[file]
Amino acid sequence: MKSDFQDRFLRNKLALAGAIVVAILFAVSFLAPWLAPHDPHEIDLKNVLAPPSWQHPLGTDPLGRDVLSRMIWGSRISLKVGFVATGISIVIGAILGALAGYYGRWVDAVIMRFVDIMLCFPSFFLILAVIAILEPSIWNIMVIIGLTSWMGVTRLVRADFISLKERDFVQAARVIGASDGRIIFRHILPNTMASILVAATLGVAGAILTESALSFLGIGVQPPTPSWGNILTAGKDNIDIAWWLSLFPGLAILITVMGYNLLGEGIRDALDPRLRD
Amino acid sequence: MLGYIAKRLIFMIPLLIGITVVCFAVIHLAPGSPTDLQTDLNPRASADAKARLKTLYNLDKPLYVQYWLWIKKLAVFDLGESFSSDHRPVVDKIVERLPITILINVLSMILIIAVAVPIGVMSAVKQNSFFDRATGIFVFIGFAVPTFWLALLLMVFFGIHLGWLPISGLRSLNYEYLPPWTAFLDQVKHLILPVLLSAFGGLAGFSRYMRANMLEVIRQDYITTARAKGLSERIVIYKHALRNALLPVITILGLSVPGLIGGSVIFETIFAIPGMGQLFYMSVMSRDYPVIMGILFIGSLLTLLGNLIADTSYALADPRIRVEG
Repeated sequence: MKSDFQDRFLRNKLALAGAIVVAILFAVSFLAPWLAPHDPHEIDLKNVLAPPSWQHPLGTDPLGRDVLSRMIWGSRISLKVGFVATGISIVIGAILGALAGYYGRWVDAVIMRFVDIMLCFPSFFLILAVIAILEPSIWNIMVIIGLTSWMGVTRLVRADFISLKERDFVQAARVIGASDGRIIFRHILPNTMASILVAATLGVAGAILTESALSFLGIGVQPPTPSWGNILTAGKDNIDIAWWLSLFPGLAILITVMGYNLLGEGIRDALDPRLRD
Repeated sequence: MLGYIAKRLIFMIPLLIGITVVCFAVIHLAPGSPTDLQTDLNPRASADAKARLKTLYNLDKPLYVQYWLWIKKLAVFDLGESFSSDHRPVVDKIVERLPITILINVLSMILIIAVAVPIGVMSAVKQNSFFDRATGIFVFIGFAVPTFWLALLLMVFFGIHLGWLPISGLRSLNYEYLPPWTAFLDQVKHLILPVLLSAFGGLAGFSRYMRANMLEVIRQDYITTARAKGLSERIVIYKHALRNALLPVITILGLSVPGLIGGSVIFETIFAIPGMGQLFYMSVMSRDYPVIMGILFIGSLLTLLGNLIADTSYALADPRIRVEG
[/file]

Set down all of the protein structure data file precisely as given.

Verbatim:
Amino acid sequence: MKSDFQDRFLRNKLALAGAIVVAILFAVSFLAPWLAPHDPHEIDLKNVLAPPSWQHPLGTDPLGRDVLSRMIWGSRISLKVGFVATGISIVIGAILGALAGYYGRWVDAVIMRFVDIMLCFPSFFLILAVIAILEPSIWNIMVIIGLTSWMGVTRLVRADFISLKERDFVQAARVIGASDGRIIFRHILPNTMASILVAATLGVAGAILTESALSFLGIGVQPPTPSWGNILTAGKDNIDIAWWLSLFPGLAILITVMGYNLLGEGIRDALDPRLRD
Amino acid sequence: MLGYIAKRLIFMIPLLIGITVVCFAVIHLAPGSPTDLQTDLNPRASADAKARLKTLYNLDKPLYVQYWLWIKKLAVFDLGESFSSDHRPVVDKIVERLPITILINVLSMILIIAVAVPIGVMSAVKQNSFFDRATGIFVFIGFAVPTFWLALLLMVFFGIHLGWLPISGLRSLNYEYLPPWTAFLDQVKHLILPVLLSAFGGLAGFSRYMRANMLEVIRQDYITTARAKGLSERIVIYKHALRNALLPVITILGLSVPGLIGGSVIFETIFAIPGMGQLFYMSVMSRDYPVIMGILFIGSLLTLLGNLIADTSYALADPRIRVEG
Repeated sequence: MKSDFQDRFLRNKLALAGAIVVAILFAVSFLAPWLAPHDPHEIDLKNVLAPPSWQHPLGTDPLGRDVLSRMIWGSRISLKVGFVATGISIVIGAILGALAGYYGRWVDAVIMRFVDIMLCFPSFFLILAVIAILEPSIWNIMVIIGLTSWMGVTRLVRADFISLKERDFVQAARVIGASDGRIIFRHILPNTMASILVAATLGVAGAILTESALSFLGIGVQPPTPSWGNILTAGKDNIDIAWWLSLFPGLAILITVMGYNLLGEGIRDALDPRLRD
Repeated sequence: MLGYIAKRLIFMIPLLIGITVVCFAVIHLAPGSPTDLQTDLNPRASADAKARLKTLYNLDKPLYVQYWLWIKKLAVFDLGESFSSDHRPVVDKIVERLPITILINVLSMILIIAVAVPIGVMSAVKQNSFFDRATGIFVFIGFAVPTFWLALLLMVFFGIHLGWLPISGLRSLNYEYLPPWTAFLDQVKHLILPVLLSAFGGLAGFSRYMRANMLEVIRQDYITTARAKGLSERIVIYKHALRNALLPVITILGLSVPGLIGGSVIFETIFAIPGMGQLFYMSVMSRDYPVIMGILFIGSLLTLLGNLIADTSYALADPRIRVEG